Indeed, the number of businesses with little or no disaster preparedness is much higher than 25%. A Symantec study, for example, found that 47% of midsized businesses and 57% of small businesses have no disaster recovery plan in place. Many unprepared businesses have simply been lucky — so far — in that they haven’t had to face such a company-threatening disaster.

But as you’ve no doubt heard, one such company that did face a major catastrophe recently was Delta Air Lines. As TechRepublic reported, a large-scale power failure at the airline’s Atlanta headquarters created chaos across the entire Delta organization.

The airline was forced to cancel hundreds of its flights around the world. But that was only the beginning of Delta’s troubles. As the Wall Street Journal reported, the outage also prevented Delta from alerting its passengers to the delays via the airline’s app. It also hindered Delta staff from updating the flight-information displays at airports. All of these systems, and many others, are of course run electronically on Delta’s main IT platform — which meant the power outage in a single location was able to hobble many of Delta’s communication channels, all around the country.

A Disaster Recovery Plan Could Have Minimized the Chaos Caused by Delta’s System Outage

So what caused the massive disruption in Delta’s service? The initial cause is undisputed: a power outage in Atlanta that affected Delta’s IT infrastructure, just one of those disasters no business can prevent.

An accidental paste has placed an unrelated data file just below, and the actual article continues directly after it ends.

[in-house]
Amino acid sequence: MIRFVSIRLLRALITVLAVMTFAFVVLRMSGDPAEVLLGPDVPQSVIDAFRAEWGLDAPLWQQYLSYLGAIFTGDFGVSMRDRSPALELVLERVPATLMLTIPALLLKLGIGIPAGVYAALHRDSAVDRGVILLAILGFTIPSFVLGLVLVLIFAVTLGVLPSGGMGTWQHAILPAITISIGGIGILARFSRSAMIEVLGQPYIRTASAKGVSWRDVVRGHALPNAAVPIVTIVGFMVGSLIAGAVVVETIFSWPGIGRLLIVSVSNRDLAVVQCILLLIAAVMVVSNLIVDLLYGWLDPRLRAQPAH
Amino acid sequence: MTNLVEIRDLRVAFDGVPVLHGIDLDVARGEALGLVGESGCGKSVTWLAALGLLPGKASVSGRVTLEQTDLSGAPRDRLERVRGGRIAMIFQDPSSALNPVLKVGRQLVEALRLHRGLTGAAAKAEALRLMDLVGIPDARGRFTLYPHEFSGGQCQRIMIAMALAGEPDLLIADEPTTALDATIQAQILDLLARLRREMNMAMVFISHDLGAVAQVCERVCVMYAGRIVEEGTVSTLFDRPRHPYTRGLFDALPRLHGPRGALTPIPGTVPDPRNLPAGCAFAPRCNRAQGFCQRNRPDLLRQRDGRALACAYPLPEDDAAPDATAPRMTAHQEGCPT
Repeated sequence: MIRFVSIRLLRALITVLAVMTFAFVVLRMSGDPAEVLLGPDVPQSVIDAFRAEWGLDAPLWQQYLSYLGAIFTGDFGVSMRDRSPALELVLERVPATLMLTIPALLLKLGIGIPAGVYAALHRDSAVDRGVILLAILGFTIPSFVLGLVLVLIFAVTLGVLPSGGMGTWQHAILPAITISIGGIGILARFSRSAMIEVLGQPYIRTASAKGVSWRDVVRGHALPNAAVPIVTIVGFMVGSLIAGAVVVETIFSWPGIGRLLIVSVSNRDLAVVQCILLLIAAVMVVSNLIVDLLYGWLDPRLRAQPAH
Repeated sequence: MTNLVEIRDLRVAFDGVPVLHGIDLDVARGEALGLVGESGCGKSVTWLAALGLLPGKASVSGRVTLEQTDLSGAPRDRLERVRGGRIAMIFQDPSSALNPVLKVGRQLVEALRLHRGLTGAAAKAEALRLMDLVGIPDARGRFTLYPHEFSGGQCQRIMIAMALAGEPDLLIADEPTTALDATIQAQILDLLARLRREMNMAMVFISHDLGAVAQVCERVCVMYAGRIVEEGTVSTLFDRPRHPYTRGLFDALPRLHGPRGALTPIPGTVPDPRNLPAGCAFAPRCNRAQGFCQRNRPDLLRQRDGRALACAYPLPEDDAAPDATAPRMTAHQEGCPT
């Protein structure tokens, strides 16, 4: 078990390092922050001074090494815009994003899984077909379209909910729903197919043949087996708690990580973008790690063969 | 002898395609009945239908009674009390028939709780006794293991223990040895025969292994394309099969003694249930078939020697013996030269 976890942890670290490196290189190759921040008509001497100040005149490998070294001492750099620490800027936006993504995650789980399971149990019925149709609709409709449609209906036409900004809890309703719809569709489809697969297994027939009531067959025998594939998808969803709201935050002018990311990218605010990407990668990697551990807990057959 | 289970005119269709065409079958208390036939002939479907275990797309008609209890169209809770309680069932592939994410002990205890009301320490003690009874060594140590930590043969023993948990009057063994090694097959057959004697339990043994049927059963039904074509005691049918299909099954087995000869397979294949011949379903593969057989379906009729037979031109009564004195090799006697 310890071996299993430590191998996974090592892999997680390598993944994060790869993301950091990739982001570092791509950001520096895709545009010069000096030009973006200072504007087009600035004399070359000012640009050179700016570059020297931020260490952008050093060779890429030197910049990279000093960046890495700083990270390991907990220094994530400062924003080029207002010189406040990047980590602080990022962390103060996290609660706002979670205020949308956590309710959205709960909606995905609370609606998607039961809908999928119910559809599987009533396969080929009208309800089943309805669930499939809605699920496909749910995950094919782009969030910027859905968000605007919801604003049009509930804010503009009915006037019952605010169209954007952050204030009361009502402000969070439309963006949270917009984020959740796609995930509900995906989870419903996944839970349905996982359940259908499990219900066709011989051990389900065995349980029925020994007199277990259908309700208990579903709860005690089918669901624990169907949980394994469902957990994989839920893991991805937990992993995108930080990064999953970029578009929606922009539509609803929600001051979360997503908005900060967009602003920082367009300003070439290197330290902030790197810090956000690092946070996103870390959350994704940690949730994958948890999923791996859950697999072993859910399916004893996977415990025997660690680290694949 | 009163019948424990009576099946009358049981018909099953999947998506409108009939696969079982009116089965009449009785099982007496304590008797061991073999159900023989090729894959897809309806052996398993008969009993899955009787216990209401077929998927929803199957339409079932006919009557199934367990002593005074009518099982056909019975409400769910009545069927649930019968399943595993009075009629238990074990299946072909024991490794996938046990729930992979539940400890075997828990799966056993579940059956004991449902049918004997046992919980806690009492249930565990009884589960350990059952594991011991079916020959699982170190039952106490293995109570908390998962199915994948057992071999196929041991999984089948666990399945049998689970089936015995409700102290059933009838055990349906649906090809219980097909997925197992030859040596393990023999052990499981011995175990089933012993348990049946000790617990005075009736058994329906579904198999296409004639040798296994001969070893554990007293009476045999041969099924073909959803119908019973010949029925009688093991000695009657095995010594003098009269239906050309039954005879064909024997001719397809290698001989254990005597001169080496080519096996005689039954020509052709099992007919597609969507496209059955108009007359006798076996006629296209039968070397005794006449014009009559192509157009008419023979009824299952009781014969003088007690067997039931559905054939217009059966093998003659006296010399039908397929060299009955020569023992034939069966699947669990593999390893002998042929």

But was the reason that Delta suffered such devastating and widespread business downtime was due to the power outage itself — or was it possibly a lack of preparedness by Delta for such an occurrence? Perhaps we can find the two real causes of Delta’s troubles in the titles of the two articles cited above…

TechRepublic: “Massive Delta Outage Highlights Need for Quality Data Center Power, Backup Plans.

The Wall Street Journal: “Delta Meltdown Reflects Problems With Aging Technology.

The TechRepublic title is referring to backup power, but this phrase could just as logically apply to data backup. Had Delta’s entire system been mirrored on a redundant cloud in another geographical location, one not affected by the power outage, could the airline have been able to switch its operations over to that secondary location and resume its business functions while, at the first site, the power-outage problem was resolved?

This means, for example, that Delta may have been able to alert passengers via its app of any flight cancellations or delays, as it would under normal circumstances — from the backup location.